Also included in the documents published by The Australian is a fin­ancial report concluding Trump’s partnership had overstated estimated revenue from the ­casino.

Trump’s comments about the Sydney casino at the time foreshadow his bellicosity as president. From The Australian:

    Mr Trump boasted about his bid for the casino before cabinet reached its decision. “If our design is chosen, it will not only be the largest, but one of the most magnificent, one of the most beautiful hotels anywhere in the world,” he told The Australian in February 1987. A month before the cabinet decision, he pulled out of the cas­ino race but three days later announced he was still a contender.


The damning assessment by Australian officials looking into Trump’s Sydney casino bid in 1987.

It turns out Sydney dodged a bullet. Just a year later, Trump was trying to convince New Jersey officials he had the financial wherewithal to open Trump Taj Mahal, according to January 2016 Mother Jones reporting on his Atlantic City bankruptcies:

    At a hearing in 1988, Trump assured regulators that his reputation would secure him the necessary financing. In particular, he said he could get loans at prime rates—the interest rate that commercial banks offer their most trusted customers—rather than so-called “junk bonds.”

    “I can use my own funds or I can use regular bank borrowings, so I can build at the prime rate,” Trump said, according to transcripts obtained by the Post. “I mean, the banks call me all the time. ‘Can we loan you money? Can we do this? Can we do that?’”

    Trump continued with a line that could be straight out of one of his campaign speeches: “I get it done, and everybody is happy, and it turns out successfully.”

    But he did not get it done, and everybody was not happy. While the regulators approved Trump’s casino license, the promised prime-rate loans never materialized, and Trump turned to the very junk bonds he had disparaged. “He agreed to pay the bond lenders 14 percent interest, roughly 50 percent more than he projected, to raise $675 million. It was the biggest gamble of his career,” Post reporter Robert O’Harrow Jr. wrote.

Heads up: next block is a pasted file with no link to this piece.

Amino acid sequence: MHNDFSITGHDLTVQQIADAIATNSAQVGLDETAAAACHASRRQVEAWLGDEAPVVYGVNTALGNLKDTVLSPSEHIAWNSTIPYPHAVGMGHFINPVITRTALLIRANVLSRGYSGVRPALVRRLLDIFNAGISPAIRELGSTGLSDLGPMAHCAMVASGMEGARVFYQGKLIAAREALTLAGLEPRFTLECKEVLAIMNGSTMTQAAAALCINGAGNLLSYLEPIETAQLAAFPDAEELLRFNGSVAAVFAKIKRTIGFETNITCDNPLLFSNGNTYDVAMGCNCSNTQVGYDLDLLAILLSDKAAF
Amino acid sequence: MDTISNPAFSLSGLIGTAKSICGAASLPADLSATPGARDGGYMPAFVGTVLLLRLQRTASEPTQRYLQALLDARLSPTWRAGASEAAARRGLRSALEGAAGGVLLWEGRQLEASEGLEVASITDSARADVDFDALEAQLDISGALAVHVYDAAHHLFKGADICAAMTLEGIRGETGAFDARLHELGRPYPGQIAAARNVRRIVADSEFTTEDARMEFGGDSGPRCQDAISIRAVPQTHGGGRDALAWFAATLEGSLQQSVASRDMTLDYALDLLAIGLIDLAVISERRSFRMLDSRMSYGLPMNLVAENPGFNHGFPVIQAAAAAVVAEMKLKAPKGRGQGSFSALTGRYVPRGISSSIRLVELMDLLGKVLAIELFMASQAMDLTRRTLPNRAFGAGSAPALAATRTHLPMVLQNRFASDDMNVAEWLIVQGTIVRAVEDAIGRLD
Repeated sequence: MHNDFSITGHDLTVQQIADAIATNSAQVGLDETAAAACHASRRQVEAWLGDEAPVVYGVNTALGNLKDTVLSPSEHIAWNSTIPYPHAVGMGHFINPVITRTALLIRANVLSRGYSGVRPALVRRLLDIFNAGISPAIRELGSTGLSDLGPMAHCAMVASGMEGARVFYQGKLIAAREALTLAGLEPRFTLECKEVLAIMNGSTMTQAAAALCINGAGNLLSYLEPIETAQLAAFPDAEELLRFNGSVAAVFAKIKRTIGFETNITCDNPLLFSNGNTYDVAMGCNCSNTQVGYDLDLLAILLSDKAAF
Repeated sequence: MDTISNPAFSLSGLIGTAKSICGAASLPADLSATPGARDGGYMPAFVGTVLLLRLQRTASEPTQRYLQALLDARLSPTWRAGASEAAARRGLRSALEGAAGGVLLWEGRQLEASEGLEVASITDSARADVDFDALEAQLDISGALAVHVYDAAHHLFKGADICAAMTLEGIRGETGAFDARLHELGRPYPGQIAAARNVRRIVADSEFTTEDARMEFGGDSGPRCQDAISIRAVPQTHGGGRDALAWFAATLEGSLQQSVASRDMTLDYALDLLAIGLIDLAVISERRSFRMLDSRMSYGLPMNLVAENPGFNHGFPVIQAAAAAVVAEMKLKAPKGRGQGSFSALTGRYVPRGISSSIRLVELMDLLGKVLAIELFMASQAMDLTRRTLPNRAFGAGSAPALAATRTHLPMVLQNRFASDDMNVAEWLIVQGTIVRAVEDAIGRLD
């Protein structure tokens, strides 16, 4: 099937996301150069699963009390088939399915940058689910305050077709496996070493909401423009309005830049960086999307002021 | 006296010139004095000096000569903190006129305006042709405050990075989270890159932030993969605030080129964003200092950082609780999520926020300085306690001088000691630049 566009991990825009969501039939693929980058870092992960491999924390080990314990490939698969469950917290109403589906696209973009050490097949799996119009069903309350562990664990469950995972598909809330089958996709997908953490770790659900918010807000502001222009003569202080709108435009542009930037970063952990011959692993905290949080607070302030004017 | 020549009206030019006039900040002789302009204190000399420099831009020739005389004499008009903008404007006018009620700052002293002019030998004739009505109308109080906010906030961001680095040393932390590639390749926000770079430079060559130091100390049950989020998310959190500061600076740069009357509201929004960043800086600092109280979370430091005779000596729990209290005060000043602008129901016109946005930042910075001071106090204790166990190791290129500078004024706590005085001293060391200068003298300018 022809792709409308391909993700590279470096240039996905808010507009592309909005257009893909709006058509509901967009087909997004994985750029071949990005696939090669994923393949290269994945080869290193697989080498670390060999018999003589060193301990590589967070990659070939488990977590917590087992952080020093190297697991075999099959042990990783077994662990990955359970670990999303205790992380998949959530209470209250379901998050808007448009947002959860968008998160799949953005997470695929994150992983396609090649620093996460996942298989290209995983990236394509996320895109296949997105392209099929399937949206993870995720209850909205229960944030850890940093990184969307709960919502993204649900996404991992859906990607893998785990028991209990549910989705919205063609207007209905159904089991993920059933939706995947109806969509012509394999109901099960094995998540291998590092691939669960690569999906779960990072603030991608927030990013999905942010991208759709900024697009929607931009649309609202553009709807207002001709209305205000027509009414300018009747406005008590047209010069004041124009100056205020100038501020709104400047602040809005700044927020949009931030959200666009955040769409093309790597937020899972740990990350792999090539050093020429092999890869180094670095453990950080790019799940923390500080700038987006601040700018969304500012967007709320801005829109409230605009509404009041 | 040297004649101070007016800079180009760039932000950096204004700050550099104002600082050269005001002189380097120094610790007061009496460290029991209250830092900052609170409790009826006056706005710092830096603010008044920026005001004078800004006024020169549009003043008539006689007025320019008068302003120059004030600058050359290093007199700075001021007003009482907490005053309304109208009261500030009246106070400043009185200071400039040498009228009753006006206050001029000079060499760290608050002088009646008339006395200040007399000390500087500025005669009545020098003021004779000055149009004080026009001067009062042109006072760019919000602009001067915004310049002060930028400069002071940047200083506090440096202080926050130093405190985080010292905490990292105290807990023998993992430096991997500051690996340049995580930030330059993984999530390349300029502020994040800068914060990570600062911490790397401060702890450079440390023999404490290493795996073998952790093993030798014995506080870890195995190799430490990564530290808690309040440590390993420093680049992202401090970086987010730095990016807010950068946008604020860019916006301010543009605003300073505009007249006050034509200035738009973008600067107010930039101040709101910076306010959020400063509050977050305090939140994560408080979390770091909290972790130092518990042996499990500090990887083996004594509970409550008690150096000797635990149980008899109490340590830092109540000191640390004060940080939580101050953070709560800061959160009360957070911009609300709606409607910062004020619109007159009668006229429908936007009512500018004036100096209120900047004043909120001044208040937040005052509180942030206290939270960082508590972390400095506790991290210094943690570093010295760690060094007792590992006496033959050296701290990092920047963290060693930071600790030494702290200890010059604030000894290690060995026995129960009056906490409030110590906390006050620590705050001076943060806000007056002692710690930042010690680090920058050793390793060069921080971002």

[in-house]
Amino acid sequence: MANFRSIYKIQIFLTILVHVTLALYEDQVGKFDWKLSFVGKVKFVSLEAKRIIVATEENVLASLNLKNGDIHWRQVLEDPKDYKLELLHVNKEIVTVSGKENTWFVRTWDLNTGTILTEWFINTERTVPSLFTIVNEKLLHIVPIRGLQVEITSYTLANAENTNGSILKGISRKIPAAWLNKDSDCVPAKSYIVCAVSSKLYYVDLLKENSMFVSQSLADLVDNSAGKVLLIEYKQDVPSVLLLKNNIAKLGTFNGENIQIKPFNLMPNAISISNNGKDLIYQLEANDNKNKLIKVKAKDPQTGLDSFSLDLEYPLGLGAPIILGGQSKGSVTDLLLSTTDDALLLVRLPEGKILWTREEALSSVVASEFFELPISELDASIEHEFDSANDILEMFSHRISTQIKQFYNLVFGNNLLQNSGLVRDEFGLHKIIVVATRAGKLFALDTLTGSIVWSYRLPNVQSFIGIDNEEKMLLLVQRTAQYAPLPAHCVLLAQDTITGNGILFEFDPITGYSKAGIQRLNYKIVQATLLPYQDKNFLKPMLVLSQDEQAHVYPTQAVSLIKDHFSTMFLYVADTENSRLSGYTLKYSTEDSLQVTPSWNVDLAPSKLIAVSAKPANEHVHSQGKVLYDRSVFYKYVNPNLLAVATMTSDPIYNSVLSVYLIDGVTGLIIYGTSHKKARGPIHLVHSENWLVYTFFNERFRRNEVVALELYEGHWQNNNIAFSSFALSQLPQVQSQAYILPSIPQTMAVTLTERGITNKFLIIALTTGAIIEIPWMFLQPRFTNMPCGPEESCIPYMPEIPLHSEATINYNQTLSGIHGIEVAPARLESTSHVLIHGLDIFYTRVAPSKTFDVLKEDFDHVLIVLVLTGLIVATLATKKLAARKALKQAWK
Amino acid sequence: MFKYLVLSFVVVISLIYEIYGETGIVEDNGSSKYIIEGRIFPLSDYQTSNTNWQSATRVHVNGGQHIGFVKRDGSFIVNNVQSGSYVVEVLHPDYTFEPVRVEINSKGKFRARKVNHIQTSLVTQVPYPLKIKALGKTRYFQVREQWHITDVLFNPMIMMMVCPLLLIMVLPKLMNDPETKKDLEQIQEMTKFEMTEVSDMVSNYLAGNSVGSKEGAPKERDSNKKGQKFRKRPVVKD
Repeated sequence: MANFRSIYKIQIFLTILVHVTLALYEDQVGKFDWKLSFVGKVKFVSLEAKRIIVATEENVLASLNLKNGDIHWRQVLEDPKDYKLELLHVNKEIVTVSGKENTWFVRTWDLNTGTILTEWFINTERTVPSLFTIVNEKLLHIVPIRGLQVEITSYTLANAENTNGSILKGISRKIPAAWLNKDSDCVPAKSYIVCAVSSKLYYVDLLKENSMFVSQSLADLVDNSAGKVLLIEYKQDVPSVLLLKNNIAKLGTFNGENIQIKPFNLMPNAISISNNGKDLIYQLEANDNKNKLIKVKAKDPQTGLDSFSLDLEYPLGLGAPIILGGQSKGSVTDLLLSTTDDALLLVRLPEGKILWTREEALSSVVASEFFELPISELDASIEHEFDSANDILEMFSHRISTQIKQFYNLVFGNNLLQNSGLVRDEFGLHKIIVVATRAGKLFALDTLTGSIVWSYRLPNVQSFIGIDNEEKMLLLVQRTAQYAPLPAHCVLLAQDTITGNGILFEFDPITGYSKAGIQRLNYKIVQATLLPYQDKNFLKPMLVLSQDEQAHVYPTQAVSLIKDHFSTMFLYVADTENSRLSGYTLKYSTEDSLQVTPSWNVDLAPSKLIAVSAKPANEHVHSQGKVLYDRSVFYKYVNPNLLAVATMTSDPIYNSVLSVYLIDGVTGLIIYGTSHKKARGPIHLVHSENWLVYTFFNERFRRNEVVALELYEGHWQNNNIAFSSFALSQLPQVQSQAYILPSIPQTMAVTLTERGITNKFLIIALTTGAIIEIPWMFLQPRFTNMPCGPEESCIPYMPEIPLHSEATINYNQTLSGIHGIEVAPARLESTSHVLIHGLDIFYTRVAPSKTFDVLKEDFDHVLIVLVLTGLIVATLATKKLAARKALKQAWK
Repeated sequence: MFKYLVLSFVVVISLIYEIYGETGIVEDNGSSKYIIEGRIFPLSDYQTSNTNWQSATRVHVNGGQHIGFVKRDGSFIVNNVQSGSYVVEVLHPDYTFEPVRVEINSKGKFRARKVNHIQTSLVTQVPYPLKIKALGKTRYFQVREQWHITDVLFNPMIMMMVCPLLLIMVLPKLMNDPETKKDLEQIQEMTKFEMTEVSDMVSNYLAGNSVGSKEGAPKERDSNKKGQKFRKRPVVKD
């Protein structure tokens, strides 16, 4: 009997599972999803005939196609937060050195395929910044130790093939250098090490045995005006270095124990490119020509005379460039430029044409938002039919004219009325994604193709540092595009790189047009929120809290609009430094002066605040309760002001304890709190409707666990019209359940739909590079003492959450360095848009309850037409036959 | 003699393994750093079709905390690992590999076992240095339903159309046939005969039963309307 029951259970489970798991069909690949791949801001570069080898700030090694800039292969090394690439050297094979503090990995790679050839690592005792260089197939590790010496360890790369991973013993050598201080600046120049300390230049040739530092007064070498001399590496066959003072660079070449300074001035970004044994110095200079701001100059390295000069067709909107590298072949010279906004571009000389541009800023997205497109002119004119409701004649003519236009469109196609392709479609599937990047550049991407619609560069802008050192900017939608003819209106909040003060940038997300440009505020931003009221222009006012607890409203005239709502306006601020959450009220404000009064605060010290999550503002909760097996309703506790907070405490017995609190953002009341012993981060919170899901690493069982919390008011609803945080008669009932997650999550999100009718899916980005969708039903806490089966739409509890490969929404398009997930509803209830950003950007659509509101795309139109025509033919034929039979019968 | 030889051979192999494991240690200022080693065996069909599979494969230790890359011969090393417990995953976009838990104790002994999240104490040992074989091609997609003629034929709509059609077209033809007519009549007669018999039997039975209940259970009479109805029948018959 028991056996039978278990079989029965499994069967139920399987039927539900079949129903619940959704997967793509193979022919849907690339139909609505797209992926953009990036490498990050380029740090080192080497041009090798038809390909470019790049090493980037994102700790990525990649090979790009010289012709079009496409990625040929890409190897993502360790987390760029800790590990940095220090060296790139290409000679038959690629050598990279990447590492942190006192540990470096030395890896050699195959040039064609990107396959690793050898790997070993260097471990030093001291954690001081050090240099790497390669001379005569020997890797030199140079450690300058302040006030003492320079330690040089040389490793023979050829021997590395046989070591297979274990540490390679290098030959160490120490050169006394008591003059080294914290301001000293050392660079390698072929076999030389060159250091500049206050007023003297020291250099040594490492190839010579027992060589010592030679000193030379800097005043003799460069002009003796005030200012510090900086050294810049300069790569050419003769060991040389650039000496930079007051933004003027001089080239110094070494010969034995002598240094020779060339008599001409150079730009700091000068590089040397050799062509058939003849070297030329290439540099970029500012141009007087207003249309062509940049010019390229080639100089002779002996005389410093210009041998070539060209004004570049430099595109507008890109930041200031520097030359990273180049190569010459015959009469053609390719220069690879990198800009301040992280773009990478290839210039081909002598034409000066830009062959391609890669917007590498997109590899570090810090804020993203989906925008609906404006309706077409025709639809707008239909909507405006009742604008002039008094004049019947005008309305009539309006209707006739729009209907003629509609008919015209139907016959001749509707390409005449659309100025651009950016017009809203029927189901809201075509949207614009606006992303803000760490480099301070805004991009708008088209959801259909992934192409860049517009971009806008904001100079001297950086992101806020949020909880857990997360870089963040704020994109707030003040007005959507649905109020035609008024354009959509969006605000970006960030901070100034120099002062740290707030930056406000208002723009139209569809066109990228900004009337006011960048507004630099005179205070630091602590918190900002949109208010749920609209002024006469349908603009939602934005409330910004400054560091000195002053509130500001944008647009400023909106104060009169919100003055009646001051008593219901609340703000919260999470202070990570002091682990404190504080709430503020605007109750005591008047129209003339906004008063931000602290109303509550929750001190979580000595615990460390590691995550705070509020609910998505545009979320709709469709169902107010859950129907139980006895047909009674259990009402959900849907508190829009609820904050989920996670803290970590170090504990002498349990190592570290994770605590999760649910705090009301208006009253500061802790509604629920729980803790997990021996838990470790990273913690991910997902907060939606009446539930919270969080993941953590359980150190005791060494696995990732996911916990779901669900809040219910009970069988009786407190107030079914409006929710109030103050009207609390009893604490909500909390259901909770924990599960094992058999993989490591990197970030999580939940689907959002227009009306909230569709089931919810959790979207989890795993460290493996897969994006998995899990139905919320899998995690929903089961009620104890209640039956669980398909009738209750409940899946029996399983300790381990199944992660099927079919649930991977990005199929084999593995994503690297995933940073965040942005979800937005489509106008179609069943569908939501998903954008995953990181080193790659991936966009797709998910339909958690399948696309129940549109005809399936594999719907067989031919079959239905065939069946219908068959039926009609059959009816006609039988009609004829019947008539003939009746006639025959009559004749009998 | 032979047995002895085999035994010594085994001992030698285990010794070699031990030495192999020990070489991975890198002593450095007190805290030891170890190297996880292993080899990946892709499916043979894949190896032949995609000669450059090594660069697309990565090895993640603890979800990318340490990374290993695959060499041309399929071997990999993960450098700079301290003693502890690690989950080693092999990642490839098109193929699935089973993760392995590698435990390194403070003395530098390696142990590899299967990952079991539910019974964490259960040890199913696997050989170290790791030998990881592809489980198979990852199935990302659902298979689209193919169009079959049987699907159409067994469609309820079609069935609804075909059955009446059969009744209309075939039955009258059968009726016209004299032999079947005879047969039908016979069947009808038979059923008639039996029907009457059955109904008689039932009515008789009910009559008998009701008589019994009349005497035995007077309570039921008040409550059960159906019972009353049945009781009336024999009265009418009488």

It was a gamble that failed: The Taj Mahal project ultimately filed for bankruptcy, screwing workers out of millions in retirement savings in the process.

The new reporting adds a new detail to exhaustive reporting by my colleague David Corn before the 2016 election, in which he details Trump’s known connections to mob associates and organized crime:

    For years during his business career, Trump worked or associated with proven or alleged mobsters. (Trump’s longtime lawyer, the thuggish and deceased Roy Cohn, repped numerous Mafia bosses, some of whom were connected to Trump projects.) Yet when asked about his links to the mob, Trump has repeatedly made false comments and has contradicted himself—to such a degree it seems he has flat-out lied about these relationships, even when he was under oath.

In a follow-up article, The Australian reports that Trump began airing doubts about the Sydney casino deal around the time the damning police report was finalized, abruptly canceling a trip to Australia. “I don’t know whether my enthusiasm level can be very great for that particular job,” he said at the time, bemoaning the long flight from America. “It’s just a long, long trip away. I believe [in] very hands-on management.’’